My first two posts on Career Dreaming revolved around traditional software sales, but that will probably be the extent to which I write about that topic. Rob is more experienced in that field and I think he is already providing great content. For the remainder of my posts on here you will mainly hear about me discussing entrepreneurship, non-traditional sales and the idea of passive income.
Go back and take a look at my previous two posts – why you should and why you shouldn’t get a career in software sales. For me, at the end of the day the stresses that came along with the job outweighed the money and didn’t align with my long-term goals. Having said that, I would HIGHLY HIGHLY recommend sales to anyone and everyone at some point in their career.
As for me, I clearly remember the day sitting in the Empire State Building (LinkedIn’s New York City office), staring at an excel sheet of a couple thousand prospects and thinking to myself that I couldn’t do this much longer. It took my four whole years working in sales to realize that what I really wanted was to work for myself. That’s when I began to formulate a plan of how I was going to get out.
Quitting your job is not something to take lightly and not something that should be done in haste. Instead you should take time to formulate a plan of exactly how to leave, and more importantly how to not tarnish your professional brand. I will be explaining over my next couple of posts how to do this, but for the purpose of today I want to share some of the options I found for careers that allow you to work for yourself if you’re not ready to jump into another corporate career.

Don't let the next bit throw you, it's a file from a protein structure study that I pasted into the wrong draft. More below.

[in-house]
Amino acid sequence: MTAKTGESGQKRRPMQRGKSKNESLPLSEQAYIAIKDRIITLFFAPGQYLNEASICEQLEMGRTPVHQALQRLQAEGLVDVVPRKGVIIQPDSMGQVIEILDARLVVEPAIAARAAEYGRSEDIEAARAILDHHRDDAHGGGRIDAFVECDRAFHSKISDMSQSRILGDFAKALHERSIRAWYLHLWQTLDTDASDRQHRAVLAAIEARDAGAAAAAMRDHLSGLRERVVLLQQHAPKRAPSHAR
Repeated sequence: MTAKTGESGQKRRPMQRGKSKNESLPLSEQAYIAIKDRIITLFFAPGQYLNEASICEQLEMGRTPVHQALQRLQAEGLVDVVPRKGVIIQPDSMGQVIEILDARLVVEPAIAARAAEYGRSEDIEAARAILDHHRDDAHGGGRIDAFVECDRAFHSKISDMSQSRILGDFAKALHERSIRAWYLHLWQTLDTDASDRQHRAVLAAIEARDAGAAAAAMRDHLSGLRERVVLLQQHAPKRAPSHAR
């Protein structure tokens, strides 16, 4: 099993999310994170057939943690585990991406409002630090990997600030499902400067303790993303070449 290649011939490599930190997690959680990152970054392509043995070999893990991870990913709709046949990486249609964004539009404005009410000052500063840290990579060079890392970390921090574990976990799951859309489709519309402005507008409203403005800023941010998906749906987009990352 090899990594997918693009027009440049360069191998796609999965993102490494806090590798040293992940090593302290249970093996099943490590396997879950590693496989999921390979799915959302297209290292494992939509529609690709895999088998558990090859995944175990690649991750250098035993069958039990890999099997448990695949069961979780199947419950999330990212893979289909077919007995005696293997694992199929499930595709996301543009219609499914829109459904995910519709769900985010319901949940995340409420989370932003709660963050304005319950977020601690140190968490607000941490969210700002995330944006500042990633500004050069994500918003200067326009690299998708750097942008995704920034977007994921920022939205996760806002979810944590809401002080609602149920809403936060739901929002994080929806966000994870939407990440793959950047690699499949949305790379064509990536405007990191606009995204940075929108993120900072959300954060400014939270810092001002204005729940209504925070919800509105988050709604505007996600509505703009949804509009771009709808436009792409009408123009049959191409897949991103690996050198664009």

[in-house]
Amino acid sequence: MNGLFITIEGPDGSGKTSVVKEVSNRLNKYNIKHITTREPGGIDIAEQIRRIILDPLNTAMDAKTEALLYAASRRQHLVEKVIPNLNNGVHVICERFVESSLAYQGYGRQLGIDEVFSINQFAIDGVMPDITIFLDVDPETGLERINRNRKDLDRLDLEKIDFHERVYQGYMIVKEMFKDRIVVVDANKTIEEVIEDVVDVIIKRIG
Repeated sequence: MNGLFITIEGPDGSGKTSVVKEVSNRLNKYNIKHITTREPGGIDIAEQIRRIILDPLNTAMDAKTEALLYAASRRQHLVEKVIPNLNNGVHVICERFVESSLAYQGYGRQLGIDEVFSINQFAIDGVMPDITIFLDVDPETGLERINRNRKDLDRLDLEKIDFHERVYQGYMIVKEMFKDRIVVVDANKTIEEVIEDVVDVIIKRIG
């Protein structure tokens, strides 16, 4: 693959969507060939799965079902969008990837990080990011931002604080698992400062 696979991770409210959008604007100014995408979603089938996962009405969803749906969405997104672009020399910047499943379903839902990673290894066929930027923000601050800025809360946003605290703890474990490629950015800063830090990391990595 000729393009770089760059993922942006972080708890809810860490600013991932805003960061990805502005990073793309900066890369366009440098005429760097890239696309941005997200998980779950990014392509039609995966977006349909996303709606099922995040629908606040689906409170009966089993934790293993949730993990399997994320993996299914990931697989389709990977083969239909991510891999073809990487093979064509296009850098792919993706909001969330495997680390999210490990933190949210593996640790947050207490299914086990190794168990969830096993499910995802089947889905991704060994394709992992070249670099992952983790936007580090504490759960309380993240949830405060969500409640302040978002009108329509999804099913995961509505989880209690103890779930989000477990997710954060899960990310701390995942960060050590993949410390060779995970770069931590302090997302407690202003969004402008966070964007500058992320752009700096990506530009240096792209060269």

In future articles I am going to deep dive into each of them, but for now you can see the basics below.
This is my personal favorite so I wanted to start here. There is so much great content online that you could spend days reading, but here is the just of it. Amazon marketplace sales accounted for 40% of their revenue in 2015, which is roughly $40 billion (yes with a b) – meaning people are buying anything and everything. Many individuals and businesses are taking advantage of this by finding under-served niches and making small changes. For instance, a spatula with a longer handle to keep your hand from burning and connecting with buyers.
You can do this by essentially creating your own online retail store within Amazon, sourcing product via an overseas manufacturer through a marketplace like Alibaba.com, then marketing yourself through Amazon’s self-serve advertising platform. If you really want to streamline the process you can use Fulfillment By Amazon to let them handle all of your shipping, returns and customer service.
This is another opportunity that many people looking for occupational independence do not immediately think of. If you’re an Engineer/Developer/Programmer I would hope that you’re able to find work. This space is geared more towards the person who doesn’t have technical chops (like me).